Here's how HCF approached digital transformation

Pippa Chambers
By Pippa Chambers | 27 April 2016
Jenny Williams

Twelve months ago, Australian health insurance company HCF made a “strategic and bold move” to embark upon digital transformation to modernise and future proof the organisation.

After carrying out customer research, meeting with its stakeholders, members and potential members, to get of a sense of what works and what doesn't, the business began the early stages of brining its business into the new frontier of digital.

It appointed Jenny Williams, who had two decades of experience in client side, digital and ad agencies, as CMO to spearhead the process.

“HCF wanted to facilitate a digital transformation and so it was a reasonably bold but strategic move to hire someone that came from a digital background and hire them into the CMO role,” Williams said.

Speaking to AdNews, Williams, who also played a pivotal role working as digital strategy consultant on Commonwealth Bank's digital transformation, says part of the digital transformation is to implement various tools in the Adobe Marketing Cloud and rebuild its website to make it “something the marketing department can own and manage”.

Williams, who said the firm aims to build a stronger analytics platform so it can carry out better optimisation and personalisation of content, said HCF is also set to soon go live with the overhaul – which has been in the making since she joined in March 2015.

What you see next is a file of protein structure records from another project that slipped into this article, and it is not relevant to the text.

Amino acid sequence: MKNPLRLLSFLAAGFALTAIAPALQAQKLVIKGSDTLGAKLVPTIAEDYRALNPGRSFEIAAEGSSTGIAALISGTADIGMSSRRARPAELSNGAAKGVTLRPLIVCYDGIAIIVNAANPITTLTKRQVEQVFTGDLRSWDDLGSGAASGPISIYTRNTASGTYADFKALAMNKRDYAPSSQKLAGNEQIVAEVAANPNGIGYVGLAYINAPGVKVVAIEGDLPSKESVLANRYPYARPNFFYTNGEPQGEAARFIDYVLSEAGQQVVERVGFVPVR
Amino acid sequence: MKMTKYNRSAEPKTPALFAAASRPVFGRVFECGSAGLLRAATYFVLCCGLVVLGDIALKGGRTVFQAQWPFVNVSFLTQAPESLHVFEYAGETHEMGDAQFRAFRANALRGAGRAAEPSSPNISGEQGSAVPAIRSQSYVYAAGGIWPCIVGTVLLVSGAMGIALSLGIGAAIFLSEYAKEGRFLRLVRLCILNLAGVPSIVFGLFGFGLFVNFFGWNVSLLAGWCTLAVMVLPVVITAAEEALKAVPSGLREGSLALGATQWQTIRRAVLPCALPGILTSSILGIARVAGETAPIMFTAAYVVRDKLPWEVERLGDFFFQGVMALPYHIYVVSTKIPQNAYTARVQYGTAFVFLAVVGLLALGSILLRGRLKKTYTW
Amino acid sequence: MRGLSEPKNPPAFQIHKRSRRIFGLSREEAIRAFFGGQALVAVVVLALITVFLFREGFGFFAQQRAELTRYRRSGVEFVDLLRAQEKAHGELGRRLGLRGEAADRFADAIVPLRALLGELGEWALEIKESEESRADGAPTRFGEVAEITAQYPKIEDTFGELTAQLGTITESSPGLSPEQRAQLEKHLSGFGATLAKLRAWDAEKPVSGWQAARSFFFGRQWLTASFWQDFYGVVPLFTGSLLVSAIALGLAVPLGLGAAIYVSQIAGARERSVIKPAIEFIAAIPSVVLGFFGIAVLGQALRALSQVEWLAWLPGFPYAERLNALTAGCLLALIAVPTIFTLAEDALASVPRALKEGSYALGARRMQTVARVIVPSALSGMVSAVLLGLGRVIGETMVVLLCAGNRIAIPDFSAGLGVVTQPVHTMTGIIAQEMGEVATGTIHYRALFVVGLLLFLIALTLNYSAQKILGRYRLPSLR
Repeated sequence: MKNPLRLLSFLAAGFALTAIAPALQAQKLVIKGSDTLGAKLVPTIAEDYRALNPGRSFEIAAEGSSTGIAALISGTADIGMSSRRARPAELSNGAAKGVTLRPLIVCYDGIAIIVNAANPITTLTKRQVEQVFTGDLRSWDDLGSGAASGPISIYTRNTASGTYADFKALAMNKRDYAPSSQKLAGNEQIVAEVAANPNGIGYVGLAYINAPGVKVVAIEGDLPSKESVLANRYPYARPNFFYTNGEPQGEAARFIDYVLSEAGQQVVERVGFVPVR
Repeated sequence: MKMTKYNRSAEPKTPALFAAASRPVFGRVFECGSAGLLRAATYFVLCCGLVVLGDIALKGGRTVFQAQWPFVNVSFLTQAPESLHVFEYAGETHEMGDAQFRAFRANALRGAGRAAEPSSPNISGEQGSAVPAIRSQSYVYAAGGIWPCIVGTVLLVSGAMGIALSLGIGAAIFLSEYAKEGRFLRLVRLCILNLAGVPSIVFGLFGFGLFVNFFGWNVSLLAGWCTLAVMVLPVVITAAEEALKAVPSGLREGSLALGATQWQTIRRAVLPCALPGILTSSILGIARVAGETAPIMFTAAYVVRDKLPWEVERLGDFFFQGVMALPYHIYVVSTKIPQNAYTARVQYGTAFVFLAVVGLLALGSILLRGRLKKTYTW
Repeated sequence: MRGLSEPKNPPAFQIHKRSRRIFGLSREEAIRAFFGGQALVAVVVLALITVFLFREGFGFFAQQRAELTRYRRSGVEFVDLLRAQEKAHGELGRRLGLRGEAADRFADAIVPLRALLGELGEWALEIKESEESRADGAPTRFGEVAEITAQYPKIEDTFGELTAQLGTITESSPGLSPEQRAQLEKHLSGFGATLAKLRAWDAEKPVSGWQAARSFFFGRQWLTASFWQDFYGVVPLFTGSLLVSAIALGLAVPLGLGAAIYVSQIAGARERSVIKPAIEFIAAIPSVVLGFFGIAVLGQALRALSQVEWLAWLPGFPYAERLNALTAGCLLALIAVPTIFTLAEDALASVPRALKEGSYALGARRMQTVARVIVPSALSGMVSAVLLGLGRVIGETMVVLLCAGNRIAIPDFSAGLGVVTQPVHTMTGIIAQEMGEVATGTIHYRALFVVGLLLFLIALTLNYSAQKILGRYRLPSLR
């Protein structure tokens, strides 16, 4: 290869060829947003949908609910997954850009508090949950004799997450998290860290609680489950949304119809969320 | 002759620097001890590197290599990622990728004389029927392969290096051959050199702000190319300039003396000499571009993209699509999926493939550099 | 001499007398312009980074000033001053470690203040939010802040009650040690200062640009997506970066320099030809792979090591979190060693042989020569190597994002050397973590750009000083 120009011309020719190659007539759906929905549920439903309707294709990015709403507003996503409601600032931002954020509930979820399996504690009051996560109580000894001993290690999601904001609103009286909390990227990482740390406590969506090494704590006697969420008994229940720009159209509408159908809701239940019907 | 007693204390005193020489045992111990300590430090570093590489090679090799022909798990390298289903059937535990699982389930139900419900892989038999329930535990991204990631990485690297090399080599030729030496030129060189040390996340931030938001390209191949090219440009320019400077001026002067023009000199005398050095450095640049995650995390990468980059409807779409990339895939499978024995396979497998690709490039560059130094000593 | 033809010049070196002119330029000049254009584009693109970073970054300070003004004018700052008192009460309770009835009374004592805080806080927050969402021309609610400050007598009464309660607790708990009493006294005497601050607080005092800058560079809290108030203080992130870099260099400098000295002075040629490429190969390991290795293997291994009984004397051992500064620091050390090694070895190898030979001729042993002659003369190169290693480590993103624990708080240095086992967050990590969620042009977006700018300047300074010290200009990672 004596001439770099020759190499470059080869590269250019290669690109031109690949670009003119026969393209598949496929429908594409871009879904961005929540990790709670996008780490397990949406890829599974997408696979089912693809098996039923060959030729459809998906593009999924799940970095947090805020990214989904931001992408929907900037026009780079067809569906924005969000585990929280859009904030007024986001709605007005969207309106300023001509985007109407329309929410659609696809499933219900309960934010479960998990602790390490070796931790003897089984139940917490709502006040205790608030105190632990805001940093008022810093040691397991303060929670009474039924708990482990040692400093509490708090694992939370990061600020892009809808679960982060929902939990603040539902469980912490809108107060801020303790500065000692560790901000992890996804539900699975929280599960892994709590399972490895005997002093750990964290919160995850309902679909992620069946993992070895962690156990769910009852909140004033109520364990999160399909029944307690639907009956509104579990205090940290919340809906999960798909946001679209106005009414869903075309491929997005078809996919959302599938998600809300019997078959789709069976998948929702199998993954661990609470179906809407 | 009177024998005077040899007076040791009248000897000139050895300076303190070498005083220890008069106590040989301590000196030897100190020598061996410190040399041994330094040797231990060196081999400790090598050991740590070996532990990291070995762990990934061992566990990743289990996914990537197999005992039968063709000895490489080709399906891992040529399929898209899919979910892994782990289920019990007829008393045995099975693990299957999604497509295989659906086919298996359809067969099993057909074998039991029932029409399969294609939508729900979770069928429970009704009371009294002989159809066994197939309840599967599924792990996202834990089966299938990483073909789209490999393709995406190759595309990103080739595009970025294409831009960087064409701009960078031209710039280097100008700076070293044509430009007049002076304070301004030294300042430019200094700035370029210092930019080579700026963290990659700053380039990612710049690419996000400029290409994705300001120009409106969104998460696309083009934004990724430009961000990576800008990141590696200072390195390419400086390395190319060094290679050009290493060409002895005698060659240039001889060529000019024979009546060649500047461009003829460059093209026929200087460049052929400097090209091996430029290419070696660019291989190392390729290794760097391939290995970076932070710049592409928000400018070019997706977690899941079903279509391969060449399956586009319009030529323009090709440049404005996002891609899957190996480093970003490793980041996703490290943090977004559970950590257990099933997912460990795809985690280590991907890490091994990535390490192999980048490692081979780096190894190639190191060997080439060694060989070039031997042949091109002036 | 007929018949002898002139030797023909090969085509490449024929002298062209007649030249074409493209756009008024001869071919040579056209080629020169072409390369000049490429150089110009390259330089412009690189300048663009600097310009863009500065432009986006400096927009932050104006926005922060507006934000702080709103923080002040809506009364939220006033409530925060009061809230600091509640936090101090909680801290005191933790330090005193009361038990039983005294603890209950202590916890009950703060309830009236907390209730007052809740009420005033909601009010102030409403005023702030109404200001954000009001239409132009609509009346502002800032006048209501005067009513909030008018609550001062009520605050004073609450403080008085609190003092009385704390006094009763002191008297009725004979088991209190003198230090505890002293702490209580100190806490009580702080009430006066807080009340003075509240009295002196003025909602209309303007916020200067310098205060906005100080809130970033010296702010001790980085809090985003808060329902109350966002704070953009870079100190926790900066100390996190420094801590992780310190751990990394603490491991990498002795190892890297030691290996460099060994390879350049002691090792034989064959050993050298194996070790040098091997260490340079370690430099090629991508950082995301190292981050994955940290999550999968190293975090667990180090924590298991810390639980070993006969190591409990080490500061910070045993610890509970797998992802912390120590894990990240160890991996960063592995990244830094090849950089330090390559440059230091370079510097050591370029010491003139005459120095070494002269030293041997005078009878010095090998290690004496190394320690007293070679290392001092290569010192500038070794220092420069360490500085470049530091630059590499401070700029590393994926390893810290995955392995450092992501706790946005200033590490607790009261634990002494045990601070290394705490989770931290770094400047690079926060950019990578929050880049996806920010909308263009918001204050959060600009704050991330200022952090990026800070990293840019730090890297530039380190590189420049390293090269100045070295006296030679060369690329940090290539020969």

The move will be accompanied by a major marketing push and a channel shift in its media spend. HCF, which partnered with Deloitte to start the implementation of its new digital tent poles, works with Match Media for media planning and buying and The Monkeys on creative.

Looking at its current media mix, she said 40-50% of its dollars go on TV, 35% digital and rest is on outdoor – but this will change when the campaign is rolled out.

“First cab off the rank is to rebuild our website and to make it something the marketing department can own and manage,” Williams continued.

People change management

In addition to shaking up its tech infrastructure, Williams stressed that digital transformation is actually more about personal people change management than it is about technology change management – adding that everyone who has anything to do with the website, content or technology, has to change the way that they are operating and has to be involved in the whole process from scoping and design to completion.

Transformation might be technology-enabled, but behind that is not just learning about new technology, but "actually figuring out what you want it to do,” she says.

“There are multiple layers in digital transformation. It starts with all the stakeholder interviews - what do you want the customer experience to be like? What works now? What doesn’t? What do we need to change? All of that requires a lot of engagement within the business,” she said. “Until they actually know what it is they are building then you can't actually figure out what their contribution needs to be.”